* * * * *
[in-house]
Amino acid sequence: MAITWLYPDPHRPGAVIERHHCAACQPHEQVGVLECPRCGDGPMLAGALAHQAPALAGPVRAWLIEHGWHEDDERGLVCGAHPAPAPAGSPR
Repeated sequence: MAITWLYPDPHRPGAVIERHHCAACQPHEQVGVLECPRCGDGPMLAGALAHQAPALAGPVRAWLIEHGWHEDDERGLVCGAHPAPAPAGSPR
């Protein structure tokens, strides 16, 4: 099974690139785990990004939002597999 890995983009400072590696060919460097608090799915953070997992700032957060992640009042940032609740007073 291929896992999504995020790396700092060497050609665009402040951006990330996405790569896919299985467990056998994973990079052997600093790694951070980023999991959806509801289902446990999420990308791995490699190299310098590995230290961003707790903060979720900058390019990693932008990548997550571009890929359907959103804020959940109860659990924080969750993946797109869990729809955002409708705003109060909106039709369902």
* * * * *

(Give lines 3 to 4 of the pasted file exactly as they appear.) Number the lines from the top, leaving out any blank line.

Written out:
Repeated sequence: MAITWLYPDPHRPGAVIERHHCAACQPHEQVGVLECPRCGDGPMLAGALAHQAPALAGPVRAWLIEHGWHEDDERGLVCGAHPAPAPAGSPR
């Protein structure tokens, strides 16, 4: 099974690139785990990004939002597999 890995983009400072590696060919460097608090799915953070997992700032957060992640009042940032609740007073 291929896992999504995020790396700092060497050609665009402040951006990330996405790569896919299985467990056998994973990079052997600093790694951070980023999991959806509801289902446990999420990308791995490699190299310098590995230290961003707790903060979720900058390019990693932008990548997550571009890929359907959103804020959940109860659990924080969750993946797109869990729809955002409708705003109060909106039709369902």